Take the 2-minute tour ×
Server Fault is a question and answer site for professional system and network administrators. It's 100% free, no registration required.

For deploying code to a server I run a script which scp's the deployment file onto the server using my private key . But after scp I have to manually ssh to the machine sudo to a superuser account and run a deployment script .

I would like to automate the second step too , but cannot figure out how to .

Any other alternatives to this two step process ?

share|improve this question

6 Answers 6

up vote 4 down vote accepted

If whomever controls the sudoers file will change it so that you can run certain commands without a password, it will be as simple as running:

$ ssh other-host sudo /path/to/deployment.script

If not, then you can have sudo take its input from a file:

$ ssh other-host 'sudo -S /path/to/deployment.script < password.file'

But, don't do that as that means you're putting your password into a file. And the server admin should kick your ass for that.

A better option than all of the above is to have the server admin set up an entry in root's authorized_keys file that is only allowed to run the deployment script. This way, to run the script you only need to ssh into the server as root with a special key.

share|improve this answer
    
thanks ..deployment script cannot be runwith a password even though its a qa machine ..out of my control :( ..but this 2 step process is killing lot of my time :( –  user5967 Jul 14 '09 at 18:50
    
Added another option for you. –  MikeyB Jul 14 '09 at 19:16

Create a key pair on the remote host just for this purpose add it to root's authorized keys file on the server your are deploying to. In front of the key add 'command="cat - >> file.name;deploy_script.sh" ,no-port-forwarding,no-X11-forwarding,no-agent-forwarding,no-pty' On the remote host run "cat /path/to/file|ssh -i /path/to/key"

You can also set this up with scp using the following in the authorized keys file

command="scp -t /destination/directory/;deploy_script.sh",no-port-forwarding,no-X11-forwarding,no-agent-forwarding,no-pty ssh-dss xxxxxxxxxxxxxxxxxxxxxxxxxxxxxxxx xxxxxxxxxxxxxxxxxxxxxxxxxxxxxxxxxxxxxxxxxxxxxxx xxxxxxxxxxxxxxxxxxxxxxxxxxxxxxxxxxxxxxxxxxxxxxxxxx xxxxxxxxxxxxxxxxxxxxxxxxxxxxxxxxxxxxxxxxxxxxxxxxx user@remote_server

If you can't get access to root's authorized_keys2 file combine it with password less sudo. If that is not allowed use ssh,scp and expect.

share|improve this answer
    
I'd think that keeping a password in an expect script would violate some kind of policy... –  freiheit Jul 14 '09 at 19:05

You could do this fairly easily with some kind of cron based solution

#!/bin/bash

if [ -f /path/to/deployment.script ]; then
    mv /path/to/deployment.script /path/to/somewhere/else
    do_deployment
fi

Running a script like that every few minutes from cron as root should do what you need. There's probably a more elegant way to do this, but this is the simplest/quickest that came to mind.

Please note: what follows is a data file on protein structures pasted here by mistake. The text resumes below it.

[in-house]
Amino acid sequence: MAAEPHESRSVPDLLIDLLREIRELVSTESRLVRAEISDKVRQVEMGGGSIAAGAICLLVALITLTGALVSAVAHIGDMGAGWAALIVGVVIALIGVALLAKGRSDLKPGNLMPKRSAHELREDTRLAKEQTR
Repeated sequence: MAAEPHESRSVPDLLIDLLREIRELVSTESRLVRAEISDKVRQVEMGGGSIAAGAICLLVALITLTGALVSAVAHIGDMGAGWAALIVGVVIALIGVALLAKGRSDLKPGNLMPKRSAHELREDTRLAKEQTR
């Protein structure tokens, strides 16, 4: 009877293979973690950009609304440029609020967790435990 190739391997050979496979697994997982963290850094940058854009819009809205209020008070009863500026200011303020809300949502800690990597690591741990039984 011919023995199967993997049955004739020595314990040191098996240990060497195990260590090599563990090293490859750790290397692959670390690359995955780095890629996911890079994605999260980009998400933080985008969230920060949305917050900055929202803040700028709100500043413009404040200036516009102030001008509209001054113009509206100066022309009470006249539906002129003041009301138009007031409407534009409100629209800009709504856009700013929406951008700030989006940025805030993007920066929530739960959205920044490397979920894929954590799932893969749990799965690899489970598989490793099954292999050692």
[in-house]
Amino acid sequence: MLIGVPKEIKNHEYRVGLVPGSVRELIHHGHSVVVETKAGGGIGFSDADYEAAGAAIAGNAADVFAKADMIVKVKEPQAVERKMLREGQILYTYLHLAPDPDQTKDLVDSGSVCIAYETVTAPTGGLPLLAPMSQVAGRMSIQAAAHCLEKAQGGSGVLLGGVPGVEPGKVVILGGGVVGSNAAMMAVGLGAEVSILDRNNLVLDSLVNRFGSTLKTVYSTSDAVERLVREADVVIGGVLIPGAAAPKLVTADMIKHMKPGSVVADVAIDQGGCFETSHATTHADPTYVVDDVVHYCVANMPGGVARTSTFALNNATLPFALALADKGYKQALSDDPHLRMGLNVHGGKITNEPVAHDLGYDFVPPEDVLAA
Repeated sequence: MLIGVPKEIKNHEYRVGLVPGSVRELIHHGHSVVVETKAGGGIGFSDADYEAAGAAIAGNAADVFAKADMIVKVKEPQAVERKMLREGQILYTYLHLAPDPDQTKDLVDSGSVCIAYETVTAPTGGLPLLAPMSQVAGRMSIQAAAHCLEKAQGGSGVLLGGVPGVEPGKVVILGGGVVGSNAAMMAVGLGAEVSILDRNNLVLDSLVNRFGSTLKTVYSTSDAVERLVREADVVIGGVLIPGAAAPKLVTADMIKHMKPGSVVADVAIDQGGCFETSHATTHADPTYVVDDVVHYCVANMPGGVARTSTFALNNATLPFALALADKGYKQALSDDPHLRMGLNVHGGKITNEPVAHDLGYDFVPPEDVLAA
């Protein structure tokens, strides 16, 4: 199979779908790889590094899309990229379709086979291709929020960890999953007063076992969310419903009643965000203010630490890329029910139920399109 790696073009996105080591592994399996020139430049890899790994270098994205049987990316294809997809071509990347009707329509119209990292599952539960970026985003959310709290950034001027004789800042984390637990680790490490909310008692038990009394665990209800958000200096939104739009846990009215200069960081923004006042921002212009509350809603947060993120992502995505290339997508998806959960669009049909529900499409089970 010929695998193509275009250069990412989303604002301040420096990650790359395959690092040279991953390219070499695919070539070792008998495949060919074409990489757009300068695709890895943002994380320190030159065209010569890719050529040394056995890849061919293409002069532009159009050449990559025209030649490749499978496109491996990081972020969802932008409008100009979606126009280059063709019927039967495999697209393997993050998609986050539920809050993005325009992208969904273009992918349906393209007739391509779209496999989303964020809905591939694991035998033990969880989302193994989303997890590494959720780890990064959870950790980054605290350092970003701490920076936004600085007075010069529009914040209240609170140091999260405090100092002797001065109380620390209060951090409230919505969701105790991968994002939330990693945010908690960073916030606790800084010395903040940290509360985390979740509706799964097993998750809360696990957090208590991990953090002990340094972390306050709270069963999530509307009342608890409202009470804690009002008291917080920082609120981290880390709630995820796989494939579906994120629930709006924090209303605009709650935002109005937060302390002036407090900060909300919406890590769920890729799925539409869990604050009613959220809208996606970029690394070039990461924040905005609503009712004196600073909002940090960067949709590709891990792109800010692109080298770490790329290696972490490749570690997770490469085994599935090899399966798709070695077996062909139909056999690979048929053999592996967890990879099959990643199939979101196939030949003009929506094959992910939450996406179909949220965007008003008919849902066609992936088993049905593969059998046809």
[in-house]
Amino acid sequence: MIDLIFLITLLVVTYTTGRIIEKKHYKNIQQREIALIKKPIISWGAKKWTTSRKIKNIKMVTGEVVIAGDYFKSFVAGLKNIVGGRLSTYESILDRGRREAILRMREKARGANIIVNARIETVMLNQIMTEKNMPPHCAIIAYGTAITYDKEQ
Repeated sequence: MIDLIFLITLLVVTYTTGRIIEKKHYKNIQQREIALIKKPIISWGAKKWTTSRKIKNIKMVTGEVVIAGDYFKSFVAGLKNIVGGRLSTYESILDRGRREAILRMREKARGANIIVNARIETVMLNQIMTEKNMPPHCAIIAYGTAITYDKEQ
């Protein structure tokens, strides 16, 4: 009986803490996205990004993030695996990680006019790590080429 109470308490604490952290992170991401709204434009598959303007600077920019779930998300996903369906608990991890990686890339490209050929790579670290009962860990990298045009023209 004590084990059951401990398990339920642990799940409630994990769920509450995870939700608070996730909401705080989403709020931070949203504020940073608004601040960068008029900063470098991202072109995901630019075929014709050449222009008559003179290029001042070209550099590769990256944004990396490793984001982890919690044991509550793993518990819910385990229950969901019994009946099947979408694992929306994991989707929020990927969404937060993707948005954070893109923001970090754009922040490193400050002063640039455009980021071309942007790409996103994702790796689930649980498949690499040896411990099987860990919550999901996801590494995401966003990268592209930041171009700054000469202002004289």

share|improve this answer
1  
If tampering is an issue, you can combine this with md5sum to take the digest of the file before transfer, then use gpg to sign the digest file and transfer it alongside the target file. On the other end, your cron job can verify the gpg signature using the public side of the key you used to sign the digest, then verify the digest before copying the file. –  James F Jul 14 '09 at 18:48
1  
Running unconfirmed scripts as root automatically though opens up an attack vector, so I'd second the need for this. –  Zenham Jul 14 '09 at 19:04
    
Yep. I got the impression from the question that the file copied over wasn't the actual script that was ran. If the file copied over is executed than I'd totally agree with the argument for some kind of verification –  theotherreceive Jul 14 '09 at 19:47

I think your best solution is to discuss the matter with whomever actually controls the server. The solutions all potentially violate some kind of security policy or require changes you may not be authorized to make. Basically, sounds like policy is that to run something as root you need to type in your password every time.

However, here's a local shell function that could work:

deploy_bypassing_security () {
  if [ -z "$REMOTEPASSWORD" ]; then
    read -s -p "Password: " REMOTEPASSWORD
  fi
  scp deployment_file username@remotehost
  echo $REMOTEPASSWORD | ssh -t username@remotehost sudo -S deployment_script
}

That will ask you for the password if it doesn't have one (so you have to get it right the first time!) and then echo that password to sudo, telling sudo to read the password from stdin instead of via tty.

Then just run deploy_bypassing_security on the CLI. The first time it runs it asks for a password before doing anything else, then next time it just runs without prompt. You might need to add a "ssh username@remotehost sudo -k" after the scp.

share|improve this answer

I'd suggest using something like Chef or Puppet to handle this, as they're probably going o be more secure than methods you handroll.

share|improve this answer

You can do something like the following to copy a file, and then run commands after copying the file, all within one ssh command:

cat testfile | ssh root@superServer 'dd of=/home/testcopy; chown root/home/testcopy; chmod o+rx /home/testcopy; sudo /home/testcopy'

I do think you might need the password-less sudo for this though... not sure.

share|improve this answer

Your Answer

 
discard

By posting your answer, you agree to the privacy policy and terms of service.

Not the answer you're looking for? Browse other questions tagged or ask your own question.